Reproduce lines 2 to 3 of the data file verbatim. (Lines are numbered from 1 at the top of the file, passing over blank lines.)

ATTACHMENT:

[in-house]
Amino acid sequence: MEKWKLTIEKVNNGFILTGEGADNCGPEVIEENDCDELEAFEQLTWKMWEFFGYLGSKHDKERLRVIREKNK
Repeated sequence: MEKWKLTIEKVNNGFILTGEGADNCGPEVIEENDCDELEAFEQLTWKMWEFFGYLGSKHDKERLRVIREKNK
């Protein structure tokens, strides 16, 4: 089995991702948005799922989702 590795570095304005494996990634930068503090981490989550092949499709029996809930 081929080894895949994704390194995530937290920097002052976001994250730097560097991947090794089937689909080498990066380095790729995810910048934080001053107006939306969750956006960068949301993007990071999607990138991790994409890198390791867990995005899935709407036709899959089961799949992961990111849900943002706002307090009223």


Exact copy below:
Amino acid sequence: MEKWKLTIEKVNNGFILTGEGADNCGPEVIEENDCDELEAFEQLTWKMWEFFGYLGSKHDKERLRVIREKNK
Repeated sequence: MEKWKLTIEKVNNGFILTGEGADNCGPEVIEENDCDELEAFEQLTWKMWEFFGYLGSKHDKERLRVIREKNK